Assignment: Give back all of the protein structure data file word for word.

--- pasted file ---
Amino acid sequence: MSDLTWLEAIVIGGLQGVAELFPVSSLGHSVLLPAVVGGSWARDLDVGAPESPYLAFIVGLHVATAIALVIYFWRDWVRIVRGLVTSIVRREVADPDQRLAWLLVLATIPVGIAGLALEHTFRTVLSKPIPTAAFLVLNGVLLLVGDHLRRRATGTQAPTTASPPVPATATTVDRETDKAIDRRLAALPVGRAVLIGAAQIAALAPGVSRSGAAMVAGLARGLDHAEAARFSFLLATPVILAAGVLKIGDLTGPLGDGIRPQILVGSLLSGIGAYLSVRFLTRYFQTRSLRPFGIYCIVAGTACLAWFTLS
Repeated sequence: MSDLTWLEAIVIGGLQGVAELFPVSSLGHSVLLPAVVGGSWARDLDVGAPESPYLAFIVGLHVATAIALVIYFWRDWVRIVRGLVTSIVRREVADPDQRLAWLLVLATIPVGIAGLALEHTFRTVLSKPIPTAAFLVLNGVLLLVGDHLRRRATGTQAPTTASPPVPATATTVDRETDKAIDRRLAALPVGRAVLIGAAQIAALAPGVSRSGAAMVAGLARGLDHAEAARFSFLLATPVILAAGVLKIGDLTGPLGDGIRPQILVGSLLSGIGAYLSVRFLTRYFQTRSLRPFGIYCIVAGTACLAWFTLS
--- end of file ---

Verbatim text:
Amino acid sequence: MSDLTWLEAIVIGGLQGVAELFPVSSLGHSVLLPAVVGGSWARDLDVGAPESPYLAFIVGLHVATAIALVIYFWRDWVRIVRGLVTSIVRREVADPDQRLAWLLVLATIPVGIAGLALEHTFRTVLSKPIPTAAFLVLNGVLLLVGDHLRRRATGTQAPTTASPPVPATATTVDRETDKAIDRRLAALPVGRAVLIGAAQIAALAPGVSRSGAAMVAGLARGLDHAEAARFSFLLATPVILAAGVLKIGDLTGPLGDGIRPQILVGSLLSGIGAYLSVRFLTRYFQTRSLRPFGIYCIVAGTACLAWFTLS
Repeated sequence: MSDLTWLEAIVIGGLQGVAELFPVSSLGHSVLLPAVVGGSWARDLDVGAPESPYLAFIVGLHVATAIALVIYFWRDWVRIVRGLVTSIVRREVADPDQRLAWLLVLATIPVGIAGLALEHTFRTVLSKPIPTAAFLVLNGVLLLVGDHLRRRATGTQAPTTASPPVPATATTVDRETDKAIDRRLAALPVGRAVLIGAAQIAALAPGVSRSGAAMVAGLARGLDHAEAARFSFLLATPVILAAGVLKIGDLTGPLGDGIRPQILVGSLLSGIGAYLSVRFLTRYFQTRSLRPFGIYCIVAGTACLAWFTLS